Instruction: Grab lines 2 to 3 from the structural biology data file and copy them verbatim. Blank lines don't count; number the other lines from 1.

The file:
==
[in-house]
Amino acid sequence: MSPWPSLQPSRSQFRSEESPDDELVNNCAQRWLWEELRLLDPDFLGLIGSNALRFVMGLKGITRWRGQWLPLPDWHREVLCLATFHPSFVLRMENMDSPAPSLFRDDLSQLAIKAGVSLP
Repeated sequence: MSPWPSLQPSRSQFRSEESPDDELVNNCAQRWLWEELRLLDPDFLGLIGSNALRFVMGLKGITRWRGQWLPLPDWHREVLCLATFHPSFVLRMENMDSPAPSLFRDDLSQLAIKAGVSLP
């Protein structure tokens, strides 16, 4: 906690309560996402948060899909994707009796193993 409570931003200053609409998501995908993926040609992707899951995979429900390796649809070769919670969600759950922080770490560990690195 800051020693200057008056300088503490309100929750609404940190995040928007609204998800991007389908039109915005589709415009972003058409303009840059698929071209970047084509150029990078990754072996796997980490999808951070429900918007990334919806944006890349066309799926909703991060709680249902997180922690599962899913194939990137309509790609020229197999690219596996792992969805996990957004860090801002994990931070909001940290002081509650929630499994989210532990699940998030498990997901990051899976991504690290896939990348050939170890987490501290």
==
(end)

Amino acid sequence: MSPWPSLQPSRSQFRSEESPDDELVNNCAQRWLWEELRLLDPDFLGLIGSNALRFVMGLKGITRWRGQWLPLPDWHREVLCLATFHPSFVLRMENMDSPAPSLFRDDLSQLAIKAGVSLP
Repeated sequence: MSPWPSLQPSRSQFRSEESPDDELVNNCAQRWLWEELRLLDPDFLGLIGSNALRFVMGLKGITRWRGQWLPLPDWHREVLCLATFHPSFVLRMENMDSPAPSLFRDDLSQLAIKAGVSLP